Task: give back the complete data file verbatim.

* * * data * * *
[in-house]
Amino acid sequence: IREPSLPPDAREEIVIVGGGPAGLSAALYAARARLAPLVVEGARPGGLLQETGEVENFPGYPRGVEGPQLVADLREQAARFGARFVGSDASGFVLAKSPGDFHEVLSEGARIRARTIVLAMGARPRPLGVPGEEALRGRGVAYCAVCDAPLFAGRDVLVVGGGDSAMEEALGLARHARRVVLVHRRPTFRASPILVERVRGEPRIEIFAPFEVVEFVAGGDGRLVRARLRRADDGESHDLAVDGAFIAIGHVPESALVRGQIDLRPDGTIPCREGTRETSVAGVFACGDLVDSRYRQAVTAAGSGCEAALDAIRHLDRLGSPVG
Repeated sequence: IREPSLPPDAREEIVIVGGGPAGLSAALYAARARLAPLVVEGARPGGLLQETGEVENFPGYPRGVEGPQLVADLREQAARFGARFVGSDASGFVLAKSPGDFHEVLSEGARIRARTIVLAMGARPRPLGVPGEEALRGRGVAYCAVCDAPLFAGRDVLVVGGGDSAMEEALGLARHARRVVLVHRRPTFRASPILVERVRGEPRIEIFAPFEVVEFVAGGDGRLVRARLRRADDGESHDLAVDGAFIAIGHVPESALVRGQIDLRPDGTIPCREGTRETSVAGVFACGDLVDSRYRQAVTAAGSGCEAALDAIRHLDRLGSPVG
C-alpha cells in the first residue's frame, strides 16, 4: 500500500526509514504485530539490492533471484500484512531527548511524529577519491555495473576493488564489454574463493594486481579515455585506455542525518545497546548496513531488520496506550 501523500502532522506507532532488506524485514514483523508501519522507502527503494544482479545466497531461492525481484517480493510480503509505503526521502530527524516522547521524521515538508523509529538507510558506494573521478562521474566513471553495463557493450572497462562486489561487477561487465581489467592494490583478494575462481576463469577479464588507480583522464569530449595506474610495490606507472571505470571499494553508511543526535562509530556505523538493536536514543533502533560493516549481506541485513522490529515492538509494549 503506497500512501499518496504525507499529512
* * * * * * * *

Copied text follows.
[in-house]
Amino acid sequence: IREPSLPPDAREEIVIVGGGPAGLSAALYAARARLAPLVVEGARPGGLLQETGEVENFPGYPRGVEGPQLVADLREQAARFGARFVGSDASGFVLAKSPGDFHEVLSEGARIRARTIVLAMGARPRPLGVPGEEALRGRGVAYCAVCDAPLFAGRDVLVVGGGDSAMEEALGLARHARRVVLVHRRPTFRASPILVERVRGEPRIEIFAPFEVVEFVAGGDGRLVRARLRRADDGESHDLAVDGAFIAIGHVPESALVRGQIDLRPDGTIPCREGTRETSVAGVFACGDLVDSRYRQAVTAAGSGCEAALDAIRHLDRLGSPVG
Repeated sequence: IREPSLPPDAREEIVIVGGGPAGLSAALYAARARLAPLVVEGARPGGLLQETGEVENFPGYPRGVEGPQLVADLREQAARFGARFVGSDASGFVLAKSPGDFHEVLSEGARIRARTIVLAMGARPRPLGVPGEEALRGRGVAYCAVCDAPLFAGRDVLVVGGGDSAMEEALGLARHARRVVLVHRRPTFRASPILVERVRGEPRIEIFAPFEVVEFVAGGDGRLVRARLRRADDGESHDLAVDGAFIAIGHVPESALVRGQIDLRPDGTIPCREGTRETSVAGVFACGDLVDSRYRQAVTAAGSGCEAALDAIRHLDRLGSPVG
C-alpha cells in the first residue's frame, strides 16, 4: 500500500526509514504485530539490492533471484500484512531527548511524529577519491555495473576493488564489454574463493594486481579515455585506455542525518545497546548496513531488520496506550 501523500502532522506507532532488506524485514514483523508501519522507502527503494544482479545466497531461492525481484517480493510480503509505503526521502530527524516522547521524521515538508523509529538507510558506494573521478562521474566513471553495463557493450572497462562486489561487477561487465581489467592494490583478494575462481576463469577479464588507480583522464569530449595506474610495490606507472571505470571499494553508511543526535562509530556505523538493536536514543533502533560493516549481506541485513522490529515492538509494549 503506497500512501499518496504525507499529512